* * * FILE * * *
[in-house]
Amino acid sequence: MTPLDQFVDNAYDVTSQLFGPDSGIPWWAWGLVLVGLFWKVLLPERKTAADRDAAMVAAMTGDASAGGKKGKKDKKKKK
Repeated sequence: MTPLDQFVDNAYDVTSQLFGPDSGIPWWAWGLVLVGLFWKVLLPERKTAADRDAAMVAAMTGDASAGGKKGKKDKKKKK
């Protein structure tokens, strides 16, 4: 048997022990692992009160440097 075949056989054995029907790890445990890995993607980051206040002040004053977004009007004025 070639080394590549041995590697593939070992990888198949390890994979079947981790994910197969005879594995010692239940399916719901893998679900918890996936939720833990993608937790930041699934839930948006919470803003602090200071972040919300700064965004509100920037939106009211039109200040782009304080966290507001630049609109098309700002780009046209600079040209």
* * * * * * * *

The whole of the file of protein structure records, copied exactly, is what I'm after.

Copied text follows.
[in-house]
Amino acid sequence: MTPLDQFVDNAYDVTSQLFGPDSGIPWWAWGLVLVGLFWKVLLPERKTAADRDAAMVAAMTGDASAGGKKGKKDKKKKK
Repeated sequence: MTPLDQFVDNAYDVTSQLFGPDSGIPWWAWGLVLVGLFWKVLLPERKTAADRDAAMVAAMTGDASAGGKKGKKDKKKKK
């Protein structure tokens, strides 16, 4: 048997022990692992009160440097 075949056989054995029907790890445990890995993607980051206040002040004053977004009007004025 070639080394590549041995590697593939070992990888198949390890994979079947981790994910197969005879594995010692239940399916719901893998679900918890996936939720833990993608937790930041699934839930948006919470803003602090200071972040919300700064965004509100920037939106009211039109200040782009304080966290507001630049609109098309700002780009046209600079040209």